Ancient Navel Battle #XPLAP style!

 This blog post shares an example of how I applied the principles of XPLAP to push beyond the content of one of my lessons. I created an interactive simulation for my students that met the curricular learning targets, while also providing life lessons. The class centered on the Battle of Salamis, one of the most pivotal battles in ancient Greece. The game mechanics in this simulation helped students tackled more than just concepts. They were given opportunities to tackle the high seas of understanding multiple perspectives of the event and empathizing with the uncertainty and pressure that both the Greeks and Persians experienced so long ago at Salamis.

The class began with the retelling of the story of the battle of Salamis. To help them truly experience this epic tale, I literally stood on one of the tables and gregariously reenacted Themistocles' speech to the Assembly of Athens. The students loved it! They realized this simulation put them in the hot seat of history. I gave them time to "build" their ships by flipping over the tables, adding decorations, and placing four seats in the "boat" for the oarsmen. Creating these ships provided the needed camaraderie between the crew members.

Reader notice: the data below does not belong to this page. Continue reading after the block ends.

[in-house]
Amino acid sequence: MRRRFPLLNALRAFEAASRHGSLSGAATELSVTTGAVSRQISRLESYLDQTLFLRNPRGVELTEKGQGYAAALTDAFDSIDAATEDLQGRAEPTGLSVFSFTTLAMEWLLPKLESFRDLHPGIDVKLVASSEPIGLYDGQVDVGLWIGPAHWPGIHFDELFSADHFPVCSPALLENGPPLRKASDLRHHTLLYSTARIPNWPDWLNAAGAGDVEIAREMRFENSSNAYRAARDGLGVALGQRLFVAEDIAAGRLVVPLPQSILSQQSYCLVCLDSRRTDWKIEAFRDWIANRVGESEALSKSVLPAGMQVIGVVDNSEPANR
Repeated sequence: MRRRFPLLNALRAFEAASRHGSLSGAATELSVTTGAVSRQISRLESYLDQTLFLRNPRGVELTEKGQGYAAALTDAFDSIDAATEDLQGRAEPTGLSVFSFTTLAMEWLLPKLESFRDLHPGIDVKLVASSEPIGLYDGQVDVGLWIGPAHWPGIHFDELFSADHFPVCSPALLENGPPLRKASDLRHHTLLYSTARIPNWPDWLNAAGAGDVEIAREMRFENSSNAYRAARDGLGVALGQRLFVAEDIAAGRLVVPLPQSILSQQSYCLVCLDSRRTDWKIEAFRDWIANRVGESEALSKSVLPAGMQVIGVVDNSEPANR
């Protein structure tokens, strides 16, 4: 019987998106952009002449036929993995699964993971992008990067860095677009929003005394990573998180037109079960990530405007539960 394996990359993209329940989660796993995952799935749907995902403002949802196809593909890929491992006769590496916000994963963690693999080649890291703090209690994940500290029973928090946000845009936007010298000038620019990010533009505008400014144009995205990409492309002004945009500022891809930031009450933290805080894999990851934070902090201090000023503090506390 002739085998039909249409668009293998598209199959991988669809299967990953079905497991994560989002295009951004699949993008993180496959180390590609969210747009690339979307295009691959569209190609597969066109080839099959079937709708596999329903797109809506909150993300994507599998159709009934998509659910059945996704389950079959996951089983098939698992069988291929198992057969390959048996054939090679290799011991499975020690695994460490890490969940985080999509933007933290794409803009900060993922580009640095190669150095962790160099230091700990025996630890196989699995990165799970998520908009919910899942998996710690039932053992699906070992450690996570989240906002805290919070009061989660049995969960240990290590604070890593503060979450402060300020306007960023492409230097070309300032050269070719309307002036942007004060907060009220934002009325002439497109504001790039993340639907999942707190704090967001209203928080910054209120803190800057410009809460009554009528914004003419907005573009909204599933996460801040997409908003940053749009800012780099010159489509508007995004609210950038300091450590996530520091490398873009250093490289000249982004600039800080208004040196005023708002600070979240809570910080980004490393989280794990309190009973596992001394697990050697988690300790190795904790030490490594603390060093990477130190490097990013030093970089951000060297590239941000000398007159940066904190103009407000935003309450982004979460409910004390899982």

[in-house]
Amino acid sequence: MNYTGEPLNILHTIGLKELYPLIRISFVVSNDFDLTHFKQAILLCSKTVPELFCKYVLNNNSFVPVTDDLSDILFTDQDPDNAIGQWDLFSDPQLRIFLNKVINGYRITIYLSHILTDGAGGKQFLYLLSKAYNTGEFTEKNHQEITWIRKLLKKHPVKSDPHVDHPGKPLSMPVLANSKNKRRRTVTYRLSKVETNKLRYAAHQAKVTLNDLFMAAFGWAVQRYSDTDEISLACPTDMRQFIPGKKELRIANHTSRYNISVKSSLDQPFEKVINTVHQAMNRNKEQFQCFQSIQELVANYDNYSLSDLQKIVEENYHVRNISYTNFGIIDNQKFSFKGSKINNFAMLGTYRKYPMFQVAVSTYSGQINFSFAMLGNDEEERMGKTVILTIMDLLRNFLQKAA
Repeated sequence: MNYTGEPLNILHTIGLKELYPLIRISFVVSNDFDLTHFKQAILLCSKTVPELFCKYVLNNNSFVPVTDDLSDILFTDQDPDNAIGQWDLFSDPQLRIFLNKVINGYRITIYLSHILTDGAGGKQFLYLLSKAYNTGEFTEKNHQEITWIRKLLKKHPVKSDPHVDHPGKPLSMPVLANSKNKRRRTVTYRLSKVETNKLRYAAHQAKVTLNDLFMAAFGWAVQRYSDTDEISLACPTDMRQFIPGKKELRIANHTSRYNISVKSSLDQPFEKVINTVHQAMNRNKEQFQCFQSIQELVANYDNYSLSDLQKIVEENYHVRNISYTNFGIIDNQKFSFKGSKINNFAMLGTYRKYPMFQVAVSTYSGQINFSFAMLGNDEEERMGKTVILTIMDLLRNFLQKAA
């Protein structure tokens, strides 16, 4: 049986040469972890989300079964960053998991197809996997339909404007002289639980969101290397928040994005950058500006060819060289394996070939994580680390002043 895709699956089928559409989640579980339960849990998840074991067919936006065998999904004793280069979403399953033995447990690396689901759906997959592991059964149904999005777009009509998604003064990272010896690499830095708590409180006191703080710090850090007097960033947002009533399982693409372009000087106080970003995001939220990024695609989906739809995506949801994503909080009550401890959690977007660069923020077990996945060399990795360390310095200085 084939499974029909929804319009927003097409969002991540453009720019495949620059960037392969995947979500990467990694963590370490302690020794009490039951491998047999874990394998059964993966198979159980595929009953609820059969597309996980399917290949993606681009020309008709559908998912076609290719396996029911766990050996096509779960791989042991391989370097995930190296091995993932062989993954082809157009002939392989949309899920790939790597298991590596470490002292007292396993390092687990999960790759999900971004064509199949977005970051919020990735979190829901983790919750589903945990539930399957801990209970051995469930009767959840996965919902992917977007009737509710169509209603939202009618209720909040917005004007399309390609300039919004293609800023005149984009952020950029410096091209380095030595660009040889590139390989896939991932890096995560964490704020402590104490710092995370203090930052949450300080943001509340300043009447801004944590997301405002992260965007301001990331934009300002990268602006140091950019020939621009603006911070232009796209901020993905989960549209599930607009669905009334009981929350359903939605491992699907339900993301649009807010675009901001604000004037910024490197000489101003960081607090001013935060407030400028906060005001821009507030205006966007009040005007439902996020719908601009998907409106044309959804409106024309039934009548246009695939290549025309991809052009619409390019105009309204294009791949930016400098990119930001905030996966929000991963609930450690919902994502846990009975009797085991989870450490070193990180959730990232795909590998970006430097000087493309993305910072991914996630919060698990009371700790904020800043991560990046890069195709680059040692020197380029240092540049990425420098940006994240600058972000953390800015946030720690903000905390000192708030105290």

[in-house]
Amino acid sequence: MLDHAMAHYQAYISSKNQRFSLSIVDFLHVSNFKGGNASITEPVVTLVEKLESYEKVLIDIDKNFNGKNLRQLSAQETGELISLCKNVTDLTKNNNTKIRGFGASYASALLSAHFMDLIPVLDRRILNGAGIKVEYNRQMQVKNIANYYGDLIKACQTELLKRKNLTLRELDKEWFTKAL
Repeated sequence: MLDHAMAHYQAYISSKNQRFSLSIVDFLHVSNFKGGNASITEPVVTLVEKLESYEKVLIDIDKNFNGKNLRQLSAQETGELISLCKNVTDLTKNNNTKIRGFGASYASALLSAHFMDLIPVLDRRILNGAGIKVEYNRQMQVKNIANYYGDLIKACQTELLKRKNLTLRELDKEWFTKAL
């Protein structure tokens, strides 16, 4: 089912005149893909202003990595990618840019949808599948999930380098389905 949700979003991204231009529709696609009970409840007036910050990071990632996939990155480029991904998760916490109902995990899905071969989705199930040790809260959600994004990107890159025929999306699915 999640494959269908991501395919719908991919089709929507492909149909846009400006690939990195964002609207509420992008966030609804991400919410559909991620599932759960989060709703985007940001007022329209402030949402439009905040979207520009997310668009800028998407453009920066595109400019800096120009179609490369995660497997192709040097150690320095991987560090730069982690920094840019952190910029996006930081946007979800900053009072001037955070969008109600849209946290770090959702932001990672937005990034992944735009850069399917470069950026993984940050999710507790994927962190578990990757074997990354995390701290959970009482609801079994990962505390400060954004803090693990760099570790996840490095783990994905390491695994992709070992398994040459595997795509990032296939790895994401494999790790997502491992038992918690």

As part of the simulation, I used a document camera and four tiny toy boats that represented each team's table ship. I manipulated the tiny toy boats in response to the teams' efforts in the challenge. The document camera captured the movements of these tiny ships, and only the captains could see what was happening because the oarsmen were technically below deck. To ensure this, the oarsmen had their backs facing the screen. In contrast, the captain of each ship faced these oarsman, barked orders at them, and could see the movements of the ships on the screen. This was one of my favorite parts...  Captains could see the four boats circling around and hunting for their next victim. It was so much fun. The kids loved it. One of my students posted this response to my photo on my Instagram...


When building this simulation, I was thinking about game mechanics as well as other game elements in order to make it as "real" as I could. On this day, as the sun rose over my school, just like it had over the straits of Salamis thousands of years before, my little Greeks were ready to take ACTION. This lesson paid off in sooo many ways. My students' excitement charged them for the rest of the week. They talked about it at the lunch table, and even at the dinner table. Moving students toward action first happens by moving teachers toward action. Building in game mechanics takes any lesson to the next level by leaving room for teamwork, design, and open game concepts where the end is not known.

Share a time when adding #XPLAP to your lesson explained all horizons...